The interpretation of reflection seismic data across the study area suggests that Late Oligocene/Early Miocene uplift of the Black Forest Massif and contemporaneous subsidence of the southward adjacent Swiss Molasse Basin were associated with formation of flexures of the sedimentary stack above reactivated basement faults (Naef et al. 1995; Diebold and Noack 1997; see the indicated flexures in Fig. 1). The analyzed outcrops in the vicinity of such flexures quite typically show signs of normal faulting, although not frequently enough to support the robust deduction of a paleostress tensor (Fig. 11). As a consequence, it is concluded that the uplift of the Black Forest and subsidence of the Molasse Basin had only local effects on the outcrop-scale fracture pattern. The imprint appears to be strongest in the immediate vicinity of major fault zones, for example southeast of Waldshut (Fig. 11).
As indicated in Fig. 15, the bedding-orthogonal joint systems observable throughout the area could also be related to this deformation event. However, the author’s preferred interpretation is that the formation of these fractures already took place during the Latest Mesozoic to Eocene uplift phase (compare Sect. 5.1).
5.4 Post Early Miocene formation of the Hegau-Lake Constance Graben
Outcrop-scale normal faults are particularly common in the northeastern part of the investigation area. They apparently formed after the deposition of Early Miocene sediments belonging to the Upper Marine Molasse (see Sect. 4.2.2 and Fig. 5b). It seems plausible to directly relate the observed outcrop deformation features with the evolution of the neighboring crustal-scale fault zone of the Hegau-Lake Constance Graben whose main deformation activity is also inferred to postdate Early Miocene times (Schreiner 1992; Hofmann et al. 2000; Ibele 2015).
The outcrop-scale deformation pattern is particularly complex in the area of Schaffhausen (Fig. 11). NE–SW extension perpendicular to the trend of the major normal faults is accompanied by NW–SE to NNW–SSE extension oriented parallel to the mentioned normal faults and leads locally to a tectonic regime close to radial extension (Fig. 11). The interpretation of NW–SE to NNW–SSE extension at the outcrop scale is not straightforward but appears to be a local phenomenon, most likely representing strain field perturbations in the vicinity of the border faults of the Hegau-Lake Constance Graben (e.g. the Neuhausen and Randen Faults, N and R in Fig. 11). Similar stress states of radial extension were observed along the southern and northern edges of the Upper Rhine and Bresse Grabens respectively, where these roughly N–S trending structures intersect with the ENE–WSW trending Paleozoic troughs of Northern Switzerland and Burgundy (Ustaszewski et al. 2005; Madritsch et al. 2009). In these areas, radial extension was explained by the structural inheritance and reactivation of the pre-existing Paleozoic basement structures oriented perpendicular to the overall extension direction. A similar interpretation could be considered for the study area south of Schaffhausen (Fig. 11) where the roughly E–W striking crystalline Benken Horst forms a major subsurface basement structure (Müller et al. 2002). Reactivation of its ENE–WSW striking border faults during Cenozoic times could also possibly explain the observed NNW–SSE oriented extension directions.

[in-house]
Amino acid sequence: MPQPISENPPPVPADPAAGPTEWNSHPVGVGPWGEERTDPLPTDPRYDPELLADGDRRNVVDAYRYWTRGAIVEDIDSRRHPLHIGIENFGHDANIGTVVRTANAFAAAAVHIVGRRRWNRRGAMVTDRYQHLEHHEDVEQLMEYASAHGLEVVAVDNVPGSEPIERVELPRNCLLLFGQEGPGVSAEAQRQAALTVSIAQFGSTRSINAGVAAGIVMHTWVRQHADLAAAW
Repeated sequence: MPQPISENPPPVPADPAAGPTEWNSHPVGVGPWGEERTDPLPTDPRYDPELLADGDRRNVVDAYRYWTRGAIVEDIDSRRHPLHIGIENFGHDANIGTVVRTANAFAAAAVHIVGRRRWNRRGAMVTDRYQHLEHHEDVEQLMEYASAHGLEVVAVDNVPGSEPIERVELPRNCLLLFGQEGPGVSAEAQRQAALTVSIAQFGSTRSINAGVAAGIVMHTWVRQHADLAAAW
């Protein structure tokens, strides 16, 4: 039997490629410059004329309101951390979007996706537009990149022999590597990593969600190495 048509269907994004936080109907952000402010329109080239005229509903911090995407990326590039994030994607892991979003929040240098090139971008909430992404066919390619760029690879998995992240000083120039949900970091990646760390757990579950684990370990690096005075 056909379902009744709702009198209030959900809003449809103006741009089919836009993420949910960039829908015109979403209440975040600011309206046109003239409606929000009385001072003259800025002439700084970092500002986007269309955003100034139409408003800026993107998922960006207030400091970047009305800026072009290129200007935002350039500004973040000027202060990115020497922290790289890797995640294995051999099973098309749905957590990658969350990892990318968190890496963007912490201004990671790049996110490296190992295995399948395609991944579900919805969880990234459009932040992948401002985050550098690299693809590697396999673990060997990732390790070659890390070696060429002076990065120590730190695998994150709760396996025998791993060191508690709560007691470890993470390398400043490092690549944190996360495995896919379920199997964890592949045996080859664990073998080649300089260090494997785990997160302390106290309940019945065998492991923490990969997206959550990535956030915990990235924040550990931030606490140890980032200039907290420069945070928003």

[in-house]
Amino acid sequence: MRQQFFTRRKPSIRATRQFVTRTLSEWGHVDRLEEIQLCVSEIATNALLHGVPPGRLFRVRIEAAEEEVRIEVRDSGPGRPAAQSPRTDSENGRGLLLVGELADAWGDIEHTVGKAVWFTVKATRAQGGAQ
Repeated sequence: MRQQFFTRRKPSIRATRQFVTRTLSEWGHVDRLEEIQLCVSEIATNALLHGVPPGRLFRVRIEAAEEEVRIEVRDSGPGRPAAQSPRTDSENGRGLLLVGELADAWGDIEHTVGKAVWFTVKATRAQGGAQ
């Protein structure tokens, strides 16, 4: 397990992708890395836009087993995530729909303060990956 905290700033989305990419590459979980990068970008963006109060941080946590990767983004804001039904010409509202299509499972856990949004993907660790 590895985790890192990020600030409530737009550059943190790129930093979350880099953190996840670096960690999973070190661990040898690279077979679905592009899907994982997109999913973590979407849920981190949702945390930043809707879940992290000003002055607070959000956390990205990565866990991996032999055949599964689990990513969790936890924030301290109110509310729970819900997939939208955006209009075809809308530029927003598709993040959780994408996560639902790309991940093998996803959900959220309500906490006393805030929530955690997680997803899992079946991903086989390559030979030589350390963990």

5.5 Late Miocene formation of the Jura Fold-and-Thrust Belt
This tectonic event had the strongest imprint on the outcrop-scale fracture systems of the area. It is represented by strike-slip and reverse faults. Notably, at a few locations within the Jura Fold-and-Thrust Belt, Madritsch and Hammer (2012) also recorded normal faults that apparently formed in relation to map-scale fold structures; however these faults were not found frequently enough to allow a fault-slip analysis.
Fault-slip analyses allow this deformation event to be divided into two phases. In the first phase, NW–SE compression resulted in the initiation of strike-slip faulting, frequently along pre-existing joints. This deformation phase is traceable into the Tabular Jura and most likely marks the onset of the Alpine collision-related deformation in this area. It starts prior to the main phase of the formation of the Jura Fold-and-Thrust Belt, as is clearly indicated by the rotation of associated fractures in the areas affected by folding. Rittner (2013) provides a single U–Pb age of 9 ± 0.94 Ma for a pre-folding slickenside from outcrop 1 (compare Fig. 2d). Considering the relative chronology of deformation established earlier (Sect. 4.2), this age would represent the maximum age for the onset of folding in the easternmost Jura Fold-and-Thrust Belt. This is a rather young maximum age but still in good agreement with stratigraphic and paleontological constraints (Becker 2000) and geomorphic obeservations (Ziegler and Fraefel 2009). The second deformation phase is considered to reflect the actual formation of the easternmost Jura Fold-and-Thrust Belt during which the pre-existing strike-slip faults were reactivated (Fig. 9), most likely simultaneously with the development of newly formed reverse faults. In the western part of the study area, no stress field changes associated with the formation of folds and thrusts are recognizable (see Fig. 13).